Notably, all three companies have said they’ll donate a joint $11 million. 

That’s on top of the $5 million PayPal previously donated, as well as the 10 million free and discounted rides Uber promised to give in December. 

Uber users are able to donate in-app, and PayPal has launched a donation page on its website.

See what others are saying: (The Wall Street Journal) (CNBC) (CNET)

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China Hits Alibaba With $2.8 Billion Antitrust Fine

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  • Chinese regulators slapped Alibaba with a $2.8 billion fine for monopolistic practices on Saturday, which amounts to 4% of the e-commerce mega-giant’s domestic sales.
  • Regulators accused the company of specifically engaging in a policy known as “choose one out of two,” where Alibaba would penalize sellers who also used other platforms to sell their goods.
  • CEO Daniel Zhang believes the company won’t be negatively affected by the fine, which could have been set as high as 10% of all sales.
  • Despite the fine, the company’s stock rose over 6% by Monday’s closing of the Hong Kong stock exchange.

Dominating the Marketplace

The Chinese e-commerce giant Alibaba was hit with a $2.8 billion antitrust fine by Chinese regulators on Saturday for using its dominant position in the market to punish merchants and rivals.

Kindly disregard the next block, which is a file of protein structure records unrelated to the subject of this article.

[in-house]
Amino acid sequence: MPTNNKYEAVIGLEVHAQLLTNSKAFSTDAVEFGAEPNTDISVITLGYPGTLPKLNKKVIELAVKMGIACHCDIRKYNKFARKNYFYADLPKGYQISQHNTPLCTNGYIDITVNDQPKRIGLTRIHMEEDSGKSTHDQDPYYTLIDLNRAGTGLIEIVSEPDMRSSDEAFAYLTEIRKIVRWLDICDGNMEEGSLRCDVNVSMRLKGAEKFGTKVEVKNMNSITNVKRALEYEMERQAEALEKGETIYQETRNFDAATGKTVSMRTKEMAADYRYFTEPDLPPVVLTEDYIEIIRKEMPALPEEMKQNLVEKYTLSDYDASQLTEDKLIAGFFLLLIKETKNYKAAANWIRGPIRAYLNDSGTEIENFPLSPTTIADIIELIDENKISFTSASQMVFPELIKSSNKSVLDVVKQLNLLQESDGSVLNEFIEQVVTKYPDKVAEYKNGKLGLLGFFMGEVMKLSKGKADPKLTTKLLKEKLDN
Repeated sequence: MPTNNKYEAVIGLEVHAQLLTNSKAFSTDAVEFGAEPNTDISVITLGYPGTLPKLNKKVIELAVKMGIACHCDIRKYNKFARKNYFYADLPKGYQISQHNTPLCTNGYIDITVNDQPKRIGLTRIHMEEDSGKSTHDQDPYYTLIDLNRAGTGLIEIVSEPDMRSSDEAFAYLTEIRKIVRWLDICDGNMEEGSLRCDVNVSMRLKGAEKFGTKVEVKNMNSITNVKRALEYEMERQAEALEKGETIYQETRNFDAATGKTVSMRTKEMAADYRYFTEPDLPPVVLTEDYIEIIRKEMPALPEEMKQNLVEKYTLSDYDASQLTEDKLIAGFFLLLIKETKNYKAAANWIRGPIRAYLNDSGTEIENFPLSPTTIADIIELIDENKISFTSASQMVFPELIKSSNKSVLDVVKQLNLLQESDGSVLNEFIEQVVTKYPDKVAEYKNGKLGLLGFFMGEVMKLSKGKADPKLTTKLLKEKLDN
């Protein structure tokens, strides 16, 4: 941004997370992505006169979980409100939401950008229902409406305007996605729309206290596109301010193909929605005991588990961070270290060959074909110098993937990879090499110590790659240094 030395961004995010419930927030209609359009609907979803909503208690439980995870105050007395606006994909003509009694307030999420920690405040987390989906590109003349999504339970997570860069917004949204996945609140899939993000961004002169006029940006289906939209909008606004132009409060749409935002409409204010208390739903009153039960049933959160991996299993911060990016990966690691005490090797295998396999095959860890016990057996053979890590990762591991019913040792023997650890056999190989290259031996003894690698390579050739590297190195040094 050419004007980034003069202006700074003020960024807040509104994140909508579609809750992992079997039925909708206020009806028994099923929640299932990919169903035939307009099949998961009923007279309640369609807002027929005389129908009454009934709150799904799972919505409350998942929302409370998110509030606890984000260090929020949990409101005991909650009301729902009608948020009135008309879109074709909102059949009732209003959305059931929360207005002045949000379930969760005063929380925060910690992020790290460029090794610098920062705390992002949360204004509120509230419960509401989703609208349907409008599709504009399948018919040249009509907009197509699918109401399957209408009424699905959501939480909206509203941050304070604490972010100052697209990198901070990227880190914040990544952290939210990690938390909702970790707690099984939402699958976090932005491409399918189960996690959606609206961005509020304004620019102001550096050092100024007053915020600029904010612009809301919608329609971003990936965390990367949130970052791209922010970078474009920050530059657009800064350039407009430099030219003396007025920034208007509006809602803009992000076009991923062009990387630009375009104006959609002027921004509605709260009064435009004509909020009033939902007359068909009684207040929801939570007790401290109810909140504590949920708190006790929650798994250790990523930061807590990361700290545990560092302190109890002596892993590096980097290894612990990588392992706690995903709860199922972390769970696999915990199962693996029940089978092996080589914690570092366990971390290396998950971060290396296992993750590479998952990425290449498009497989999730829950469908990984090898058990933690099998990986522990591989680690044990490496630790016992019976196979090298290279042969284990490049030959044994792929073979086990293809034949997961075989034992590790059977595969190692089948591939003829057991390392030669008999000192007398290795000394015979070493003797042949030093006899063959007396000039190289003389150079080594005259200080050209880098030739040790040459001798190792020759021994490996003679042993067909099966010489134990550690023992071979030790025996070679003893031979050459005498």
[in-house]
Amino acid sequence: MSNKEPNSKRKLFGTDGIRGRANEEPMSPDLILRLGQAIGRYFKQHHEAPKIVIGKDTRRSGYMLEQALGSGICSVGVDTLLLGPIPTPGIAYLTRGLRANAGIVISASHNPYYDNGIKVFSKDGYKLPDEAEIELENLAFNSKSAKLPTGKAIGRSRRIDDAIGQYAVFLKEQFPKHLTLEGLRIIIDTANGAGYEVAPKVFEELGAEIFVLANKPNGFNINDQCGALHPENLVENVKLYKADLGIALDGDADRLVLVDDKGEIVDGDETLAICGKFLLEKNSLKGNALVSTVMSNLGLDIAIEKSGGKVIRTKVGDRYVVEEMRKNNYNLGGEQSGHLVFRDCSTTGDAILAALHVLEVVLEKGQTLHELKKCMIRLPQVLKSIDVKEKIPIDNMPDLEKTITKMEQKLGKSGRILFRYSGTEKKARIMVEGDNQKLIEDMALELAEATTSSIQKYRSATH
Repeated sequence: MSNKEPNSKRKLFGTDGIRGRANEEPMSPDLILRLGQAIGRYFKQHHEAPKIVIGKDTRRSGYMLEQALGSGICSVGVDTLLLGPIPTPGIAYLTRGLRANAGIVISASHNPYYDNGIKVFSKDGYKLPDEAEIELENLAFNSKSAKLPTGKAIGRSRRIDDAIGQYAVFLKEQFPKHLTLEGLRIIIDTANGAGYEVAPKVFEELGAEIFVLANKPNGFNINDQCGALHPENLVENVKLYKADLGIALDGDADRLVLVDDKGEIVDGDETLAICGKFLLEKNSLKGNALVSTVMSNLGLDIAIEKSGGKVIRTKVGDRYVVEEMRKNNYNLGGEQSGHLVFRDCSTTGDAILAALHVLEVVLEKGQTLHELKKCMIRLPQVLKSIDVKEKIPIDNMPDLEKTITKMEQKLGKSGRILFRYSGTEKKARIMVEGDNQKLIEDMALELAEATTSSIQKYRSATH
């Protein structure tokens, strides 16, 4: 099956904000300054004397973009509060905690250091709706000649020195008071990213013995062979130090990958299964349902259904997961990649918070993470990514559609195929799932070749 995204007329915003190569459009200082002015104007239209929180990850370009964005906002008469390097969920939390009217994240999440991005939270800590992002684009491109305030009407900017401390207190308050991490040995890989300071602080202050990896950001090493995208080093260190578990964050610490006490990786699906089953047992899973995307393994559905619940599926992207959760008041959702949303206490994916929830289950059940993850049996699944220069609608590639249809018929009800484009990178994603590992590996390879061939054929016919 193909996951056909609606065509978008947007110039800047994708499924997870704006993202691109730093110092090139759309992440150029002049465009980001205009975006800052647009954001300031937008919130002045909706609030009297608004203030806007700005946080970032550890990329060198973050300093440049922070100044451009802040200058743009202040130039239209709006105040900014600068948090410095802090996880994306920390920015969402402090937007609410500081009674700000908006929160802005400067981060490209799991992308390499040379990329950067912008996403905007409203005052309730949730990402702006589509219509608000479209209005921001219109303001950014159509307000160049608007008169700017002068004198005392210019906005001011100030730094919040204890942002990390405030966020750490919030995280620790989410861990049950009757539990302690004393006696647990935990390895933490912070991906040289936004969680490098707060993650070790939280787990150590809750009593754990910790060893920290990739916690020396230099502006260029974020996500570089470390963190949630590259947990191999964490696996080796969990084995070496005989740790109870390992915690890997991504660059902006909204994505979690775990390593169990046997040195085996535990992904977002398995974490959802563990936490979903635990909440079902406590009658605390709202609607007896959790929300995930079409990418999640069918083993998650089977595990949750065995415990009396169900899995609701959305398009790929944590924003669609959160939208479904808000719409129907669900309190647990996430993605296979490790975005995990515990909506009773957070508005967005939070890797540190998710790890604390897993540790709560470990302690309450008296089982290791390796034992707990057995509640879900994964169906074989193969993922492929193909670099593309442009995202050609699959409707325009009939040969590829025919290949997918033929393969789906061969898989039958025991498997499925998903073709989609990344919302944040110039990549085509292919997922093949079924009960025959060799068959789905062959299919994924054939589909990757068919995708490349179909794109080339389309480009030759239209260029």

In particular, it engaged in a policy known as “choose one out of two,”  where a seller on Alibaba would be penalized in a variety of ways if they were found to be selling on another platform.

While the $2.8 billion fine seems large, it only accounts for 4% of the company’s domestic sales. The fine could’ve been far worse, as antitrust fines in China can go as high as 10% of the company’s annual sales.

Alibaba has agreed to take the fine, not fight it, and will fully comply with the demands of the regulators. Those demands include three years of “self-examination compliance reports” to ensure the company isn’t engaging in the same practices.

The news comes after the company’s founder, Jack Ma, has been under intense scrutiny from Chinese officials. Ma has not been seen in the public eye for months and his Ant Group, a sister company to Alibaba, is being forced by Chinese regulators as of Monday morning to become a financial holding company; therefore facing much stricter banking regulations.

Clear Sailing From Here

Fortunately for Alibaba, the company has managed to dodge much of the scrutiny Ma faces as he isn’t really involved with the business anymore. Its current leadership also doesn’t think the fine will really affect the company at all. Unlike Ma’s past rhetoric that was dismissive of regulators, CEO Daniel Zhang released a statement on Saturday that struck a conciliatory tone.

“Alibaba would not have achieved our growth without sound government regulation and service, and the critical oversight, tolerance and support from all of our constituencies have been crucial to our development,” he said.

Zhang added Monday morning that he doesn’t expect any negative impacts from the situation, which possibly helped Alibaba’s stock to rise sharply from $223 per share to $241 as of Monday’s closing of the Hong Kong Stock Exchange, where the shares are traded.

There are a plethora of reasons that could explain the stock’s rise just after it was the target of a major antitrust fine, but notably, there doesn’t seem to be any more antitrust fines in the pipeline, leading investors to be confident that the worst is behind the company.

See what others are saying: (Investors) (New York Times) (Wall Street Journal)